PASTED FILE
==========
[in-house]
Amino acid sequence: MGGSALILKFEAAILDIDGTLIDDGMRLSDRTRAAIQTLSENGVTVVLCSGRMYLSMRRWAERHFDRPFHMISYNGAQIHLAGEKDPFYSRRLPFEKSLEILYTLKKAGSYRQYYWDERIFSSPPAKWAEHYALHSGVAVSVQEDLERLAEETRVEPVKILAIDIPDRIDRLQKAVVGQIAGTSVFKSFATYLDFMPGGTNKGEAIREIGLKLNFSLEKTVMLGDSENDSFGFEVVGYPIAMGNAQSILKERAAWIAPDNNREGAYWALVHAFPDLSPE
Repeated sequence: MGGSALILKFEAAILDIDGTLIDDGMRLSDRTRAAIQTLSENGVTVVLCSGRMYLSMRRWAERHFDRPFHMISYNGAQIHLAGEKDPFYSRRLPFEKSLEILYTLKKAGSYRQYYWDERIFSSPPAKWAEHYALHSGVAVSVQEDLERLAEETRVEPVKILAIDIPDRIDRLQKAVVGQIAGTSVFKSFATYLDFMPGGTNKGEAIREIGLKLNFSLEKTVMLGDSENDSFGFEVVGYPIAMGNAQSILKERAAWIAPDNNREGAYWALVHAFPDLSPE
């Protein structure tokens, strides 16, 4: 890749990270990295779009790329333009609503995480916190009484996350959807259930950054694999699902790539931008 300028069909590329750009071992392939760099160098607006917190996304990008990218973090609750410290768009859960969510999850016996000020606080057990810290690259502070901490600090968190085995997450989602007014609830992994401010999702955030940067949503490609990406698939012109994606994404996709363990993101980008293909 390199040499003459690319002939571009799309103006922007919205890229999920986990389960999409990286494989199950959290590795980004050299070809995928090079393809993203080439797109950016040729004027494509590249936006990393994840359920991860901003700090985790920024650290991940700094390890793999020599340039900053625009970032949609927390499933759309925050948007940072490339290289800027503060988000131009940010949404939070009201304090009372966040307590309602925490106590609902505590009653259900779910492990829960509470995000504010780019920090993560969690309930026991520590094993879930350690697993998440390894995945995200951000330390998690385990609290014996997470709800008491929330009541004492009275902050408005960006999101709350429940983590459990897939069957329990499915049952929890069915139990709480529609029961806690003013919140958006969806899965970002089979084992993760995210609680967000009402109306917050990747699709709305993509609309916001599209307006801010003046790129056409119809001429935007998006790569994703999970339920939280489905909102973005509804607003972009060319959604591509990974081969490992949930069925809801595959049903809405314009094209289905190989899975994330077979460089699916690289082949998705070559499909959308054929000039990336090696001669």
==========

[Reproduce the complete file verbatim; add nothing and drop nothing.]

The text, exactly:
[in-house]
Amino acid sequence: MGGSALILKFEAAILDIDGTLIDDGMRLSDRTRAAIQTLSENGVTVVLCSGRMYLSMRRWAERHFDRPFHMISYNGAQIHLAGEKDPFYSRRLPFEKSLEILYTLKKAGSYRQYYWDERIFSSPPAKWAEHYALHSGVAVSVQEDLERLAEETRVEPVKILAIDIPDRIDRLQKAVVGQIAGTSVFKSFATYLDFMPGGTNKGEAIREIGLKLNFSLEKTVMLGDSENDSFGFEVVGYPIAMGNAQSILKERAAWIAPDNNREGAYWALVHAFPDLSPE
Repeated sequence: MGGSALILKFEAAILDIDGTLIDDGMRLSDRTRAAIQTLSENGVTVVLCSGRMYLSMRRWAERHFDRPFHMISYNGAQIHLAGEKDPFYSRRLPFEKSLEILYTLKKAGSYRQYYWDERIFSSPPAKWAEHYALHSGVAVSVQEDLERLAEETRVEPVKILAIDIPDRIDRLQKAVVGQIAGTSVFKSFATYLDFMPGGTNKGEAIREIGLKLNFSLEKTVMLGDSENDSFGFEVVGYPIAMGNAQSILKERAAWIAPDNNREGAYWALVHAFPDLSPE
């Protein structure tokens, strides 16, 4: 890749990270990295779009790329333009609503995480916190009484996350959807259930950054694999699902790539931008 300028069909590329750009071992392939760099160098607006917190996304990008990218973090609750410290768009859960969510999850016996000020606080057990810290690259502070901490600090968190085995997450989602007014609830992994401010999702955030940067949503490609990406698939012109994606994404996709363990993101980008293909 390199040499003459690319002939571009799309103006922007919205890229999920986990389960999409990286494989199950959290590795980004050299070809995928090079393809993203080439797109950016040729004027494509590249936006990393994840359920991860901003700090985790920024650290991940700094390890793999020599340039900053625009970032949609927390499933759309925050948007940072490339290289800027503060988000131009940010949404939070009201304090009372966040307590309602925490106590609902505590009653259900779910492990829960509470995000504010780019920090993560969690309930026991520590094993879930350690697993998440390894995945995200951000330390998690385990609290014996997470709800008491929330009541004492009275902050408005960006999101709350429940983590459990897939069957329990499915049952929890069915139990709480529609029961806690003013919140958006969806899965970002089979084992993760995210609680967000009402109306917050990747699709709305993509609309916001599209307006801010003046790129056409119809001429935007998006790569994703999970339920939280489905909102973005509804607003972009060319959604591509990974081969490992949930069925809801595959049903809405314009094209289905190989899975994330077979460089699916690289082949998705070559499909959308054929000039990336090696001669």